Here in the exhibit hall you’ll see examples of what the market has to offer in glass cockpit technology. The Pilatus PC-12NG has four color displays. The NG is for “Next Generation.”

I have flown state-of-the-art business jets with artificial terrain displays for enhanced situational awareness and safety. As you know, the displays are fully automated. It’s an incredible step to the future and it’s awesome. At PDK Airport you’ll see aircraft with more examples.

What we need to do is bring the entire aviation system up to this level of precision and safety. It won’t be enough for just a fraction of the aircraft to have it. Everyone needs to have it. That way we’ll move the industry to a whole new level of safety and efficiency, while optimizing the new technology.

As we move from ground-based radar to satellite-based ADS-B, more pilots in equipped aircraft will see other airplanes around them. They’ll have better terrain information, better weather and the latest on restricted airspace.

And on the ground, moving map displays showing traffic will incredibly enhance situational awareness and virtually eliminate runway incursions.

All of this information adds up to greater safety and greater efficiency. Everyone will be on the same page.

What NextGen also means for business aviation is that we will be able to deconflict the business airports from busy commercial airports in places like New York, Chicago, Los Angeles and South Florida – and yes, Atlanta.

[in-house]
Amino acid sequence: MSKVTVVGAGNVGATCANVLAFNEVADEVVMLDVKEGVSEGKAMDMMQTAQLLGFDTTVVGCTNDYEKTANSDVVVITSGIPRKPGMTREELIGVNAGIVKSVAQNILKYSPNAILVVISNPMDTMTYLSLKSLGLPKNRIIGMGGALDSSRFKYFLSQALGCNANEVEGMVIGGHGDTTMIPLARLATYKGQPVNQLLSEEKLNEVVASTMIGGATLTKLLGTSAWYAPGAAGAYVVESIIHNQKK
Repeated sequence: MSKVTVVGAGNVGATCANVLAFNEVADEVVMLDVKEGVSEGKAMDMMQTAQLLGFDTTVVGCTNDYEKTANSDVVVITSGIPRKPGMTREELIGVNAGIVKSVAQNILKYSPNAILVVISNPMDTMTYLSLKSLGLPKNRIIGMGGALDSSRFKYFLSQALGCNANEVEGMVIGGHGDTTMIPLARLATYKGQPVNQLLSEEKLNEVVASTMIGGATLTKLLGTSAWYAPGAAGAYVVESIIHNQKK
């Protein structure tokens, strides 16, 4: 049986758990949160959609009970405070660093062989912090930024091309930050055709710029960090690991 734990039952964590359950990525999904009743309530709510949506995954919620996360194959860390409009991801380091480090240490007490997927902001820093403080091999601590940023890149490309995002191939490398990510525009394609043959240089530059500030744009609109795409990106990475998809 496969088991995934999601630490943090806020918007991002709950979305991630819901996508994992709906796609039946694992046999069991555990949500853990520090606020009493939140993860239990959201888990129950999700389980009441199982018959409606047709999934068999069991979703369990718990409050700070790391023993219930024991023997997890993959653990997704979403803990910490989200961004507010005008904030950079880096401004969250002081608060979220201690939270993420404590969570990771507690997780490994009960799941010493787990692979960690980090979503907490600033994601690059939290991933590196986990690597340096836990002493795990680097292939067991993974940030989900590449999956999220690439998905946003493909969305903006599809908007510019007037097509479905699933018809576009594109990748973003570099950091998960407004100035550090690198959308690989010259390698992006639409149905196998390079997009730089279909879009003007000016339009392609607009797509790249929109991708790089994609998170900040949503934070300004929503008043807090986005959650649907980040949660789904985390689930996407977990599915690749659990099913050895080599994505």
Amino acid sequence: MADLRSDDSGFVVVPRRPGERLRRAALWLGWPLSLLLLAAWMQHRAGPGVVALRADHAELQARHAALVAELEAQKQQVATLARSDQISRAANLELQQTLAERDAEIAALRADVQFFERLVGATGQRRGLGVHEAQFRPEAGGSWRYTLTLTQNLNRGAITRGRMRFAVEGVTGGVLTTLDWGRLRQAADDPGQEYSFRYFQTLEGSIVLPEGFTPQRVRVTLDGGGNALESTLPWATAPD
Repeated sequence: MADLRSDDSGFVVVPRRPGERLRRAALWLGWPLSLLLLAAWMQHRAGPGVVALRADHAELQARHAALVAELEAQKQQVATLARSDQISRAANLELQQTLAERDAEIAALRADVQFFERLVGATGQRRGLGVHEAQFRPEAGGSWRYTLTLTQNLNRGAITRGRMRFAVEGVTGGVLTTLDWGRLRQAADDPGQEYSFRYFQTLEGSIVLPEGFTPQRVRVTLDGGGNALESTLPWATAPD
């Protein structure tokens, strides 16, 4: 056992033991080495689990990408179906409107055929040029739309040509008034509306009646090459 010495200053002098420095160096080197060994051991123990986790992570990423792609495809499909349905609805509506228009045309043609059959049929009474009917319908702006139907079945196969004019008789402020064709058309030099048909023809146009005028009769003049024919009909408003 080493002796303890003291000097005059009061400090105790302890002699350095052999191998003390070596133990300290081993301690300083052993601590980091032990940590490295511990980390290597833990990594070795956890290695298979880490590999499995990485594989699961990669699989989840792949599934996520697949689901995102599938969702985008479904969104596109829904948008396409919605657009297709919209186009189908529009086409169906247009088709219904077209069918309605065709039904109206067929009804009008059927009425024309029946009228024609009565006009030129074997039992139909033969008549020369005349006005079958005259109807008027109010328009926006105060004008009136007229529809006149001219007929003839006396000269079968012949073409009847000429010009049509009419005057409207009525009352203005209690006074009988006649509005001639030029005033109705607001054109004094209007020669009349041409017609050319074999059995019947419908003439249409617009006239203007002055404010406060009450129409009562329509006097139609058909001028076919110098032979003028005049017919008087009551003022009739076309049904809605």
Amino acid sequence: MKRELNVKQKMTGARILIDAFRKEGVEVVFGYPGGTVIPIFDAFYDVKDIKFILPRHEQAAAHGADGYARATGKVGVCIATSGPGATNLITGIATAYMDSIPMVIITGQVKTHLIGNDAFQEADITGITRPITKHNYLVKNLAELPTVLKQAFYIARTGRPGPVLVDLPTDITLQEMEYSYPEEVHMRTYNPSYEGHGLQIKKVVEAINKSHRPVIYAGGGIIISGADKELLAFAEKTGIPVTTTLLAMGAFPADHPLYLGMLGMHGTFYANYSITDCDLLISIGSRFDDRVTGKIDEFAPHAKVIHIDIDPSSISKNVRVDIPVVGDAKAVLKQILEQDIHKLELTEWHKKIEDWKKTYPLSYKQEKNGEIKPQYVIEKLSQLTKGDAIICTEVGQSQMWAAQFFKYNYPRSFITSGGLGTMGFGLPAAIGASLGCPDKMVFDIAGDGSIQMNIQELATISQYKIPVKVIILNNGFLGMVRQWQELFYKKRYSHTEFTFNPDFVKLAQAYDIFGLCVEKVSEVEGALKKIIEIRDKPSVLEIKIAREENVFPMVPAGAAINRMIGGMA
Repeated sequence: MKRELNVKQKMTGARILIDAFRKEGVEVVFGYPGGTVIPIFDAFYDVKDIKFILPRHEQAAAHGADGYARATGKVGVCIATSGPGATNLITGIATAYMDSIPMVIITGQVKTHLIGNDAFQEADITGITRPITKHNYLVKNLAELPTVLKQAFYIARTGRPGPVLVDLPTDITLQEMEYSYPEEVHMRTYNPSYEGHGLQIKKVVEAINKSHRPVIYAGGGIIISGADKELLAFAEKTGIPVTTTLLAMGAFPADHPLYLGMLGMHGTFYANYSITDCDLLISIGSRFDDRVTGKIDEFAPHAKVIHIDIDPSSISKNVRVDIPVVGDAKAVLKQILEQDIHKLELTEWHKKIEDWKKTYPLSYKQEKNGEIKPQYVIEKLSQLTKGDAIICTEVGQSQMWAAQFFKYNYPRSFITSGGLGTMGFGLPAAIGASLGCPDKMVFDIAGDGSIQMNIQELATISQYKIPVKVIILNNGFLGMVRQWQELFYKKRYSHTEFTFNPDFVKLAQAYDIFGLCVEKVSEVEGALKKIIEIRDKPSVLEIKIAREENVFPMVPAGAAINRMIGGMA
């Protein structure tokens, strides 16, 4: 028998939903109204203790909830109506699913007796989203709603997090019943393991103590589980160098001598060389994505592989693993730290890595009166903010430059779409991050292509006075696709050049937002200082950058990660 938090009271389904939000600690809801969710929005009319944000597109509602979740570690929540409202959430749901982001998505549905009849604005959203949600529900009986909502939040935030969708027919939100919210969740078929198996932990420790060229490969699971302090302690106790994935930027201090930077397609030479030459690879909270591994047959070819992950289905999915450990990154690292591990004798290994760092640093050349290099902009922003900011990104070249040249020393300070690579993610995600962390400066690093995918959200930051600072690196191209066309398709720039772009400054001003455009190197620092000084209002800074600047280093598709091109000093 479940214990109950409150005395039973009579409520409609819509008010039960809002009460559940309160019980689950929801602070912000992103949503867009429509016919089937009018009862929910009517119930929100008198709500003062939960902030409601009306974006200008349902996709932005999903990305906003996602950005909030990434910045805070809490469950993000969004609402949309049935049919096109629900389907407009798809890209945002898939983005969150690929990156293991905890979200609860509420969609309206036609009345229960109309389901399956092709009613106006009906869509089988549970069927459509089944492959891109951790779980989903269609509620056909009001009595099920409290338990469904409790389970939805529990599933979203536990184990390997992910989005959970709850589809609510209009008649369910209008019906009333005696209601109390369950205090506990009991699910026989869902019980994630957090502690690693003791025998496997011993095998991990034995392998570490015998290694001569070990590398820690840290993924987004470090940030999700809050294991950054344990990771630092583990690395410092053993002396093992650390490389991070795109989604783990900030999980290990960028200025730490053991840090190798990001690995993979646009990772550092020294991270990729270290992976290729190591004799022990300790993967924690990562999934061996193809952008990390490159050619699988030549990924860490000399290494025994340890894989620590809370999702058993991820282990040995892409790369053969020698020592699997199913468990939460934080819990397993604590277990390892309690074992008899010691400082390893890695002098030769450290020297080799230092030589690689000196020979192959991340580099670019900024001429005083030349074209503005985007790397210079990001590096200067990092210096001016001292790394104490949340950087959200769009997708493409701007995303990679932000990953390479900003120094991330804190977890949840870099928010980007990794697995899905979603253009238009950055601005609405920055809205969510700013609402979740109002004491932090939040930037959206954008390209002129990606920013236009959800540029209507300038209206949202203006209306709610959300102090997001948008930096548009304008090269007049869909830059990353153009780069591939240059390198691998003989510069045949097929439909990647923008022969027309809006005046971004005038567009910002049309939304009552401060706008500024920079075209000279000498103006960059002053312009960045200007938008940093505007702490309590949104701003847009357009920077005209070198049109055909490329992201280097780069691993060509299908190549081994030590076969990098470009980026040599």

With Required Navigation Performance (RNP) the major airlines will be able to fly not only a very precise path but even utilize efficient curved paths as opposed to the angular “point-to-point” arrivals of today.

And with these very precise flight paths, we can increase access to airports and increase capacity. It will mean fewer delays and better access to business airports.

Now, for those of you who ask, “That sounds great, but what have you done for me lately?” I want to turn your attention to WAAS-LPV.

Right now, business aircraft have access to more airfields – in all weather – thanks to WAAS-LPV. That’s Wide Area Augmentation, providing lateral precision with vertical guidance.

As part of NextGen, we are updating our airspace.

We have published more than 2,000 new satellite-based WAAS-LPV approaches and departures at more than 800 airports in the United States.

There are now more WAAS-LPV procedures than ILS procedures in the country.

As you know, we augment the GPS signal to make it more accurate and create a precision approach available to those with properly equipped aircraft. And these approaches require no navaids on the ground. There’s no installation, calibration or maintenance of ground equipment. It’s all in the cockpit.

These approaches give you all-weather access and instrument procedures to airports that never had those options before.